The invitation “is not for everyone,” particularly those who might arrive before or after night. The speaker notes the house is “lit by leaf light,” and compares it to a book, which is where this poem appears. The “bright pages” (or leaves) are “filled with flocks / and glens and groves.” They grow. They are alive, flourishing in the dark. The pages “took too long to read” but only “minutes to unread.” Forgetting quickly dusts away specifics.

The poem opens for me in the next line. The speaker suggests that she hopes for nothing but company. She is frank, possibly embarrassed: she “made too much pie / in expectation” of the visitor’s arrival. Though she does not explain why, this assertion or admission suggests a problematic expectation that the speaker/writer perform the gendered role of perfect, giving host. (Like others writing about poems in this collection, I make assumptions about the speaker’s gender based on the writer’s gender–a topic worthy of a separate blog post. No matter who the speaker is, though, this poem suggests many things about many roles.) This poem also enacts its spirited and flickering hopes of giving, connecting, and rigorously inquiring into the construction of self and the act of writing.  The poem-invitation, which may not be a specific poem but the idea of poems, and therefore the idea or ideal of communicating and connecting, was “written in haste, before / leaf blinked out, before the idea fully formed.” The speaker “was hoping to sit with [the visitor] in a tree house in a nightgown in a real way.” This admission is both a critique of the speaker’s hopes and the reader’s expectations of the speaker, her poem, and poems. The realness of the sharing, the vague fantasy of a tree house, and vague innocence of a nightgown (note both indefinite articles) are ideals, disappointments, admissions, realities—a charged tangle from which poetry can emerge, and in which poetry can intervene.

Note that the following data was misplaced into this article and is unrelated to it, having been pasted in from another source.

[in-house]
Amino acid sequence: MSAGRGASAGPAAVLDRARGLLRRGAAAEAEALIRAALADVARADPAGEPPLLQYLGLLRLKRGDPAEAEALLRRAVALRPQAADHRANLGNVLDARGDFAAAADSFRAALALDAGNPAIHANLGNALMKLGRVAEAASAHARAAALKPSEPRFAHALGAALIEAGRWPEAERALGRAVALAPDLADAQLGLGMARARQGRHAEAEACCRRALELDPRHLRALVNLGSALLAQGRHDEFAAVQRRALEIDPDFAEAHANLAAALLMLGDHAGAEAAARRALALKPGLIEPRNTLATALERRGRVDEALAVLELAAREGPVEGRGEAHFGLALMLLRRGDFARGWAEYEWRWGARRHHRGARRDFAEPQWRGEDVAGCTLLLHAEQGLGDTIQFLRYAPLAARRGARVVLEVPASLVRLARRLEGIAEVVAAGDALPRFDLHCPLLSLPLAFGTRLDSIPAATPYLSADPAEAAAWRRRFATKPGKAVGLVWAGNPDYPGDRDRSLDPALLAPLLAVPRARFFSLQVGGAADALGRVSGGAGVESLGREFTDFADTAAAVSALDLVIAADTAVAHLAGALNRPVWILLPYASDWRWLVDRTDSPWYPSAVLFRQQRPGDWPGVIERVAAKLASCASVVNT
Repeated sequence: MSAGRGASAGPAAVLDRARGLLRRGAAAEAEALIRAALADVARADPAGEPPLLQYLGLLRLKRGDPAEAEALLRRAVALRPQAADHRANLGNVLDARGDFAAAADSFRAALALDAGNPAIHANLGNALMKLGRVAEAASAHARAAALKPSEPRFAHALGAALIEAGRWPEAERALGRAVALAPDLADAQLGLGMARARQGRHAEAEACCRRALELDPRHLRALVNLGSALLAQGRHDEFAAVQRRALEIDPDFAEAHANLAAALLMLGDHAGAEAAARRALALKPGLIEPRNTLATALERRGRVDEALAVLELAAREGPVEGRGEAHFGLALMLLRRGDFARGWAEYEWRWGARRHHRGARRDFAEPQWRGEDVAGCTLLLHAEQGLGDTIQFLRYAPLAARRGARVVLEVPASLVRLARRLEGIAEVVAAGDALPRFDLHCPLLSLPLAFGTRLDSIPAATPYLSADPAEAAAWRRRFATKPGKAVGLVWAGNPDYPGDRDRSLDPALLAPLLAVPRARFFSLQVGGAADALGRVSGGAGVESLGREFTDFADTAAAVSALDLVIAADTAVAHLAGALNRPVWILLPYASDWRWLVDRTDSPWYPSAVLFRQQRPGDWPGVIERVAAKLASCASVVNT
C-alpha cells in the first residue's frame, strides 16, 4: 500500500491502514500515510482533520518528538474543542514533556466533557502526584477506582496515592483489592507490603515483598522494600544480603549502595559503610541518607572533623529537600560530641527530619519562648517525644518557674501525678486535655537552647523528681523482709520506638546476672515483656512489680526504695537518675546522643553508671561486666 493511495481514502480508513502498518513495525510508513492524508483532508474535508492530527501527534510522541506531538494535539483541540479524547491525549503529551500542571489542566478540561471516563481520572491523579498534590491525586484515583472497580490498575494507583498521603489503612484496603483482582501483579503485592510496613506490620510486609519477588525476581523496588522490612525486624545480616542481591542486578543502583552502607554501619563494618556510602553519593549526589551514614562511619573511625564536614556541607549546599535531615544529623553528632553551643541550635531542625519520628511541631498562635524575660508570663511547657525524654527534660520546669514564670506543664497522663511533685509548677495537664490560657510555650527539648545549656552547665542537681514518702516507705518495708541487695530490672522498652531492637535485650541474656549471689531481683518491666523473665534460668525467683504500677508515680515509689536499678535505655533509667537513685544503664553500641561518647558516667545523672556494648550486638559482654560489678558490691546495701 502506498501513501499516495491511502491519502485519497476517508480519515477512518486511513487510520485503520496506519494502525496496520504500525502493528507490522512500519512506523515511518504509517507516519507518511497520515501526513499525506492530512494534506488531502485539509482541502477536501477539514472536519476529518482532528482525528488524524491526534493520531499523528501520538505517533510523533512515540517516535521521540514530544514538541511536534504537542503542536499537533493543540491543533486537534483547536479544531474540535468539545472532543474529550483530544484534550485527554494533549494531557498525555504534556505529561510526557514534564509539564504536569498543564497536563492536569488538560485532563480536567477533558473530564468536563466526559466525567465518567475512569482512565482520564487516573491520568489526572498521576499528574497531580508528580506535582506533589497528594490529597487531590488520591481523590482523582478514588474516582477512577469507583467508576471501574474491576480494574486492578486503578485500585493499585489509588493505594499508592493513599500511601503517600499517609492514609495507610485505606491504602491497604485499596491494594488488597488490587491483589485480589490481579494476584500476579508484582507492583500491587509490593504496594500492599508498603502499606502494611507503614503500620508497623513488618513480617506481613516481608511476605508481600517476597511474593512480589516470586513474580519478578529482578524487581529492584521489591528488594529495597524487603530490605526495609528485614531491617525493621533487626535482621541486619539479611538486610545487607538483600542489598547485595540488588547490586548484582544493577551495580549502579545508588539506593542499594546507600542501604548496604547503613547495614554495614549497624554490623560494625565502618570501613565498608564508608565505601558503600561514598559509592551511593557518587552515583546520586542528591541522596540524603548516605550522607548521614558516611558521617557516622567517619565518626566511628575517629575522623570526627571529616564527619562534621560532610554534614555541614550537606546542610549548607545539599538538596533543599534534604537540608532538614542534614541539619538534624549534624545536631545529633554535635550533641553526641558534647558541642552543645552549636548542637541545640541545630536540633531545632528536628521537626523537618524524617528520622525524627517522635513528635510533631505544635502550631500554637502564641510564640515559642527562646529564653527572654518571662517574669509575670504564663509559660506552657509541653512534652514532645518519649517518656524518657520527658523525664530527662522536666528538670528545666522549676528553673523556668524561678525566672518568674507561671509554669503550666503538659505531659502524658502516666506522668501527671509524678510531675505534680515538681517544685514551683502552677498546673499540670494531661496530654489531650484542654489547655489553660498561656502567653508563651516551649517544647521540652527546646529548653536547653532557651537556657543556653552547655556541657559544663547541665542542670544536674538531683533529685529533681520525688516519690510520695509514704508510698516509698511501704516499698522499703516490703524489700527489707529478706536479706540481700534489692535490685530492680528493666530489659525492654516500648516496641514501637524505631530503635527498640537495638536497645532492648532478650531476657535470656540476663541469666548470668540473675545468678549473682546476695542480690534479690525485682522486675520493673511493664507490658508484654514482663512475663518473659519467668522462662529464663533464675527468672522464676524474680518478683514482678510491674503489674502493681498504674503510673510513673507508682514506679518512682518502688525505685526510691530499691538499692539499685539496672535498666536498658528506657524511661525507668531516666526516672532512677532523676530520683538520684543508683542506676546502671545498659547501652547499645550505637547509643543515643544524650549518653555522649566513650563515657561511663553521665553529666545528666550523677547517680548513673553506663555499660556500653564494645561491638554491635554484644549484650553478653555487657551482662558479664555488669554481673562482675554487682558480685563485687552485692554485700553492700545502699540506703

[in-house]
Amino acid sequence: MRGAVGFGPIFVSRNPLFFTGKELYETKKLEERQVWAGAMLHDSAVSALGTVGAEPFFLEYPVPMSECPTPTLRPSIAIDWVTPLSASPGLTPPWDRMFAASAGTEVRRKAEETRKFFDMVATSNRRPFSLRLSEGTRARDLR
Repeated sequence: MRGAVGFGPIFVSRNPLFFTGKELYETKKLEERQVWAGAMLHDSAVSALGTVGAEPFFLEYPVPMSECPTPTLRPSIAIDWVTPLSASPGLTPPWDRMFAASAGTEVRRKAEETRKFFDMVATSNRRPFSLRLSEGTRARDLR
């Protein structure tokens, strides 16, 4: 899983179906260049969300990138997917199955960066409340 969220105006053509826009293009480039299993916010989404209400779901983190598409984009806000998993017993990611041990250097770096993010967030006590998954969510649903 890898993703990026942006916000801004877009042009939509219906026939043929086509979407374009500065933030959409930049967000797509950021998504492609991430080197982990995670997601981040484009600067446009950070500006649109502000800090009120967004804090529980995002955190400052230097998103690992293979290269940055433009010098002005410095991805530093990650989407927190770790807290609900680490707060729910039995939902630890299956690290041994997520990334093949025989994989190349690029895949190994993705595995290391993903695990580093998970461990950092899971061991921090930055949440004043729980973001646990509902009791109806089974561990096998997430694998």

“An idea,” the speaker notes or notices, “moves silently in a direction,” which is also indefinite and unspecified. This “idea” may be a revision of the poem’s other ideas, or may have crossed, joined, or expanded those ideas and expectations and, like many of the poem’s images, morphed into other images. (But as Shaugnessy says in the interview above: “The poem isn’t an idea. The poem is a physical action.” The poem is movement.) The poem’s final sentence likens this idea (which is also “like a storm cloud”) to a “dark book in a long life with a vague / hope in a wood house with an open door.” This is the gesture and invitation of poetry, of communication. Like the storm cloud, it is not always clear who makes the gesture, what it means, or where it leads. Nonetheless, the door is open. Something like recognition—imperfect, sidelong—is possible. As another poem in this collection, “Miracles,” asserts: “We can read us. We are not alone.”


Image: Hubble’s high-definition (partial) view of the Andromeda Galaxy courtesy of NASA, ESA, J. Dalcanton, B.F. Williams, and L.C. Johnson (University of Washington), the PHAT team, and R. Gendler. January 2015.